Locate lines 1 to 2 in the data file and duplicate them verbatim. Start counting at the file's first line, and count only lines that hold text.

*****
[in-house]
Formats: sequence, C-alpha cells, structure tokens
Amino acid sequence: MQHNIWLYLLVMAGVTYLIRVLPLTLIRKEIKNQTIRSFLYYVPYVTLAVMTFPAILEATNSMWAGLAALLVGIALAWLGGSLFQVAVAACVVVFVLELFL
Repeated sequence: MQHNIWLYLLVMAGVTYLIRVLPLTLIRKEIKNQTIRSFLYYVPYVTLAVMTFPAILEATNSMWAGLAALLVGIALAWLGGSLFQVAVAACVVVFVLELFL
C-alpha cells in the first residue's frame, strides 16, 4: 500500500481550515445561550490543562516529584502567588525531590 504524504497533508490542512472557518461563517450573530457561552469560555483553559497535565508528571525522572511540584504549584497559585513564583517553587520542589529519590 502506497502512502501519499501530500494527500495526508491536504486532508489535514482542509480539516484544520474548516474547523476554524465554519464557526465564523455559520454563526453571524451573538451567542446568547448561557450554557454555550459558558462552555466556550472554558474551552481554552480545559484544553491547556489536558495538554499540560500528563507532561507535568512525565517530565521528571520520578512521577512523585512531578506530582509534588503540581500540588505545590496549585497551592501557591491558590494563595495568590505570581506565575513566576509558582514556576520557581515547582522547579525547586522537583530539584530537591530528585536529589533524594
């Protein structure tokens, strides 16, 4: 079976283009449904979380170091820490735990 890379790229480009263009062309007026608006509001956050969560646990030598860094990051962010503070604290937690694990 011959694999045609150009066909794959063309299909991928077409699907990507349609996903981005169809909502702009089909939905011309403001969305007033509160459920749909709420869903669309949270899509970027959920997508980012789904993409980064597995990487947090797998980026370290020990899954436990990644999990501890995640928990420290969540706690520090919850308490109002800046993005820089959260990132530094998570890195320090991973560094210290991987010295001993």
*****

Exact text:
[in-house]
Formats: sequence, C-alpha cells, structure tokens